SEATTLE (Reuters) - Marijuana legalization opponents could launch a tax-exempt fundraising body as early as next year that would let them shield donors, part of a broader 2016 election strategy aimed at raising more cash and merging political factions, activists said on Wednesday.
The idea was discussed in Washington, D.C., on Tuesday at a private meeting and conference call involving some 30 civic, health, law enforcement and business leaders, including former United Parcel Service Inc Chief Executive Oz Nelson and retired U.S. Army General Barry McCaffrey.
If the group proceeds in 2015 with the 501(c)(4), possibly to be called the Campaign to Stop Big Marijuana, it would let funds be raised without disclosing donor names, as is done by pro-cannabis groups such as the Marijuana Policy Project.
“There was a recognition by somebody on the phone that we have no money and that has been a huge problem in this struggle for ideas,” said McCaffrey, a U.S. drug czar under former President Bill Clinton, who confirmed talk of the 501(c)(4).
The meeting, held after a seminar at the conservative Heritage Foundation, follows defeats for marijuana opponents at the polls in November when Oregon and Alaska voters passed measures to legalize recreational pot use and usher in retail shops like those in Washington state and Colorado. A District of Columbia vote to allow possession faces congressional opposition.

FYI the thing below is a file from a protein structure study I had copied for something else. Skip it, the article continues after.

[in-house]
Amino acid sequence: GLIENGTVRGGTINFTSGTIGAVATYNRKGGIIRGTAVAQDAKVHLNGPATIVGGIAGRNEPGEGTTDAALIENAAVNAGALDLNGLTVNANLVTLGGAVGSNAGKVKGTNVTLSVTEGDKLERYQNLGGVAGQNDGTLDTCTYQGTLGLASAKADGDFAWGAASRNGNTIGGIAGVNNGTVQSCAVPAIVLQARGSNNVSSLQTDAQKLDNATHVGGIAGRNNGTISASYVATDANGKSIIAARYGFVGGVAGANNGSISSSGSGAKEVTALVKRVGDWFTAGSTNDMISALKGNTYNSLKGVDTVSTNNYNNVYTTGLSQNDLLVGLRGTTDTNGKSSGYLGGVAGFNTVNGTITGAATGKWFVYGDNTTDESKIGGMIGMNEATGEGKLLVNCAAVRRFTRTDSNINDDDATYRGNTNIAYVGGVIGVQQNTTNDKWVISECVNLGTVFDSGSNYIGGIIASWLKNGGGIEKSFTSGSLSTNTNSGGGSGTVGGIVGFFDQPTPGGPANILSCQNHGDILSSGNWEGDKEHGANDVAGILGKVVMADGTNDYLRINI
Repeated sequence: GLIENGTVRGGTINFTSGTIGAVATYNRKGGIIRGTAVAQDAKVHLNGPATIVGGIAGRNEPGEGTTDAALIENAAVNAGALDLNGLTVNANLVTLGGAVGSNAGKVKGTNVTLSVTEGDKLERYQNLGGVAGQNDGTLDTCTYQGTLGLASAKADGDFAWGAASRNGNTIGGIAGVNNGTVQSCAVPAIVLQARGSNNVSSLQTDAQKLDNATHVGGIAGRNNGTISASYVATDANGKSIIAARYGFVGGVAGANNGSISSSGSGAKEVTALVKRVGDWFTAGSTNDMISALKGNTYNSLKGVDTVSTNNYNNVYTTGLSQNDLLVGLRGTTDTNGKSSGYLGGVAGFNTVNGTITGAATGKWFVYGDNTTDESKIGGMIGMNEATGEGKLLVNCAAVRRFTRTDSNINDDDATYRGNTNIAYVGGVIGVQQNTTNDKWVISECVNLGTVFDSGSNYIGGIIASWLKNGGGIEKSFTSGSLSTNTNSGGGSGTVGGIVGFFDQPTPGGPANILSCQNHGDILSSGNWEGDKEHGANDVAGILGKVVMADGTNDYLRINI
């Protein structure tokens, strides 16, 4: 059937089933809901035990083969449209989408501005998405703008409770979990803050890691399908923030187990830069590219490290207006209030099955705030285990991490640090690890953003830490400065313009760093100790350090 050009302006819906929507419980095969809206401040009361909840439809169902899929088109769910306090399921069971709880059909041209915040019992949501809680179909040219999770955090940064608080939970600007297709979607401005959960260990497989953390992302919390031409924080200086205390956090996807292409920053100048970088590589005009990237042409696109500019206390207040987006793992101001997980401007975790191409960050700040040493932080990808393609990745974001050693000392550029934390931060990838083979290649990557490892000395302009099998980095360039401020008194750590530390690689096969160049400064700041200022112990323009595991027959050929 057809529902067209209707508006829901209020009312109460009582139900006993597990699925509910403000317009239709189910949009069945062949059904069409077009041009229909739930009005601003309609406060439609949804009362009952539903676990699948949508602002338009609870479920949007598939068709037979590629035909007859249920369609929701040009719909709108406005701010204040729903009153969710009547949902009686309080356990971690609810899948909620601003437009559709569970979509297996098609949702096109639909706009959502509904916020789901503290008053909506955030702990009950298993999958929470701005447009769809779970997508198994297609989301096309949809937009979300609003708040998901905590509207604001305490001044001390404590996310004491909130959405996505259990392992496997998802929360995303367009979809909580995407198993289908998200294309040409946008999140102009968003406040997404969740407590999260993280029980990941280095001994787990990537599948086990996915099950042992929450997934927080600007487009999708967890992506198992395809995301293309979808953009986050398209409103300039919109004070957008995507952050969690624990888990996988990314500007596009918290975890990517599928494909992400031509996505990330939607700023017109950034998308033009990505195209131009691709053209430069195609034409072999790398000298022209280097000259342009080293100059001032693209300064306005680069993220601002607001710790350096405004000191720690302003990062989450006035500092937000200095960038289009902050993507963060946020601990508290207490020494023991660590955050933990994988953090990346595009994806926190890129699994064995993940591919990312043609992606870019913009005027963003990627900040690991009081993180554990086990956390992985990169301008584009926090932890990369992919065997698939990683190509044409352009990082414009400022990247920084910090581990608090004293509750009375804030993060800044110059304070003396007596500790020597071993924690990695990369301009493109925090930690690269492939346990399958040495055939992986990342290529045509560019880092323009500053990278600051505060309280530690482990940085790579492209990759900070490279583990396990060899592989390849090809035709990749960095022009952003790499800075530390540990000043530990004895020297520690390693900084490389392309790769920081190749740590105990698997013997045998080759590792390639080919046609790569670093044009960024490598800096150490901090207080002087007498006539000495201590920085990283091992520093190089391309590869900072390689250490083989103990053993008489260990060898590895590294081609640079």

More states, including California and Nevada, are likely to vote on similar initiatives in 2016.
“[Marijuana advocates] have a popular argument that’s an easy sell to the general public,” said Vanderbilt University drug law professor Robert Mikos. “Opponents haven’t found a new argument to use.”
Opponents face an uphill climb. Legalization advocates backed by national organizations have had more cash to spend on advertisements, vote drives and campaigning.
“It was getting key people together at the table to think out how best to inform policy,” said Kevin M. Gray, a South Carolina doctor who attended.
Smart Approaches to Marijuana President Kevin Sabet, who said he pushed for the tax-exempt group, said there was a moment of relief over a U.S. spending bill that bars the nation’s capital from using funds to implement legal pot.
Sabet said the group also discussed lobbying 2016 presidential candidates and appealing to wealthy donors like casino magnate Sheldon Adelson, who spent some $4 million campaigning against Florida’s medical pot initiative, as well as corporations concerned about stoned workers and liability. (Additional reporting by Ian Simpson and Tom Ramstack in Washington, D.C.)